There’s a wealth of information included in this public database, which is why it’s a useful starting point (as long as you can trace your lineage back that far.) Scrolling through the notes, you’ll be able to find details on a person’s location, name, relatives, personal appearance, education, employment and income. The only drawback is that there are reams of information, so you’ll need to know some details about your subject before you start searching.

How does genealogy work?

(Image credit: Getty Images)

Immigration records 

Ship passenger arrival records and border crossing documents are another useful resource. There are various places where this information is publicly available but the most comprehensive database is again looked after by the National Archives. Unfortunately, these documents haven’t all been digitized yet, so if you want to get your hands on the originals you may need to visit your local NARA facility or take a trip to the National Archives building in Washington, DC.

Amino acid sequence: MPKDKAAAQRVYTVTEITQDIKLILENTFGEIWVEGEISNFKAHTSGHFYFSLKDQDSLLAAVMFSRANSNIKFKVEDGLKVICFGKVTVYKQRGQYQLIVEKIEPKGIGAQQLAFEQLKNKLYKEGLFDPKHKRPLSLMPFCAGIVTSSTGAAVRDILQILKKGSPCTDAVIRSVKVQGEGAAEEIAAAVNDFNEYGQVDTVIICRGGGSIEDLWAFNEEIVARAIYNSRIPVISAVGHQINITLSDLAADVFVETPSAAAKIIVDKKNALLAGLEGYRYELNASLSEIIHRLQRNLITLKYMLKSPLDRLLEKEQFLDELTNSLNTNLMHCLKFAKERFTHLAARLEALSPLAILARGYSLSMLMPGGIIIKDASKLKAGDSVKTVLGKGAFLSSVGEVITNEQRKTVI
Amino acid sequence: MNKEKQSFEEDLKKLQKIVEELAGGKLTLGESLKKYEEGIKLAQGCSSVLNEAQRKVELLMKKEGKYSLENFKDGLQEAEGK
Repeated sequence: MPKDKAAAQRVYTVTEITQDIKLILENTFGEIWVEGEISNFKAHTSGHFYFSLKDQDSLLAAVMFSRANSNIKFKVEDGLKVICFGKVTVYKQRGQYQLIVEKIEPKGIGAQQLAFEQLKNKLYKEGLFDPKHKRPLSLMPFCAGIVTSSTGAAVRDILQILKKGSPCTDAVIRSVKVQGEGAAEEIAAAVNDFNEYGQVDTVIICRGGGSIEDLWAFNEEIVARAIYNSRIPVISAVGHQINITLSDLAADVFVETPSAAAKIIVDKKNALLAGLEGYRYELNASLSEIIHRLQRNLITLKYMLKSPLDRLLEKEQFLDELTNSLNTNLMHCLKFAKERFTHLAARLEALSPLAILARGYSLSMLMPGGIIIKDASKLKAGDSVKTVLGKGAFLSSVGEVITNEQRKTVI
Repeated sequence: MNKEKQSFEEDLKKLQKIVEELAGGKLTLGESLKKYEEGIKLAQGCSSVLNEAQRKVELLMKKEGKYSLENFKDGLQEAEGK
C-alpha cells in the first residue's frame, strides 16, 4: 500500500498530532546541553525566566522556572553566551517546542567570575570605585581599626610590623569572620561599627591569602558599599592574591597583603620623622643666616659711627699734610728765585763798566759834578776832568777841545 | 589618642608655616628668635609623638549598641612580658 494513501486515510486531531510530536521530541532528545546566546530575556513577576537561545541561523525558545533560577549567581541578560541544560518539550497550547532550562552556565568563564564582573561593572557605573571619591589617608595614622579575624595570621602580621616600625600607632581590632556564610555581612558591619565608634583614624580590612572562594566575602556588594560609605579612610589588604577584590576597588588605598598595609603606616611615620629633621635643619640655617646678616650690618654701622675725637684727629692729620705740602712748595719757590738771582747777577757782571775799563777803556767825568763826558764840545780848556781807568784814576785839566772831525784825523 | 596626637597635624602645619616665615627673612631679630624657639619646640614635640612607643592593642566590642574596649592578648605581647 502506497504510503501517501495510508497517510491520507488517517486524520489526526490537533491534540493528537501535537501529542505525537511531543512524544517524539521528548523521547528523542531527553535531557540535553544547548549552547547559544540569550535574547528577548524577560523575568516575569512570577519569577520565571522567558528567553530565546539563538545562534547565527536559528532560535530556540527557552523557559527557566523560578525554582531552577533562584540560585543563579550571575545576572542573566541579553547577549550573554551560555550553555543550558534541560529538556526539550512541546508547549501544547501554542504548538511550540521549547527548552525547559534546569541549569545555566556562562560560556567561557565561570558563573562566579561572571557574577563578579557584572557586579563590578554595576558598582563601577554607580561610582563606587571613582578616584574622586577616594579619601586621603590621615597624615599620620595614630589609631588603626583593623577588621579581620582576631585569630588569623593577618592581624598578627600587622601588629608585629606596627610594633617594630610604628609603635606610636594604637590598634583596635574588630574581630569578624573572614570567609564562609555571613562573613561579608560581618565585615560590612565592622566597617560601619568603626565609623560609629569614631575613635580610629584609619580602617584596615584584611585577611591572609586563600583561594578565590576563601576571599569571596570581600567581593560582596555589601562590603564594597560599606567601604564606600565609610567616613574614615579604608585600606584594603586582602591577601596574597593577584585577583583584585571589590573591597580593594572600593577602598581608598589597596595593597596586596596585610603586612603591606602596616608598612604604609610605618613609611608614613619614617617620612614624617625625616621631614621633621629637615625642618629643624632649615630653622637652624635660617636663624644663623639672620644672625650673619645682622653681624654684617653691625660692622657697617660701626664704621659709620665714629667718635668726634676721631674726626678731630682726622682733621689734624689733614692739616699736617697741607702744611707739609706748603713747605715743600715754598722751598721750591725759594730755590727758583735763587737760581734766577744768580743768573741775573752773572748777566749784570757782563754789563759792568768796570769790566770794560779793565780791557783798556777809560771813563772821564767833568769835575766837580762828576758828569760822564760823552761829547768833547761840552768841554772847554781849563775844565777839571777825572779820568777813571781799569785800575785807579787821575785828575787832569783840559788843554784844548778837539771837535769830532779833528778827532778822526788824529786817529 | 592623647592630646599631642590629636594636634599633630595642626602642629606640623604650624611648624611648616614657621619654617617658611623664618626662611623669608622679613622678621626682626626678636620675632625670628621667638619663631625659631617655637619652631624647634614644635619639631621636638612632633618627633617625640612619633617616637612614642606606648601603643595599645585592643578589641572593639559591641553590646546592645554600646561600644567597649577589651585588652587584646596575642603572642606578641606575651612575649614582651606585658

That’s not to say that there aren’t any of these documents available online. You can explore extensive passenger lists via the Statue of Liberty Ellis Island website, and other paid-for services like have pockets of information on immigration history too. Familysearch, which is completely free, has also compiled a list of where you might find some information on this subject in each state.  

Birth records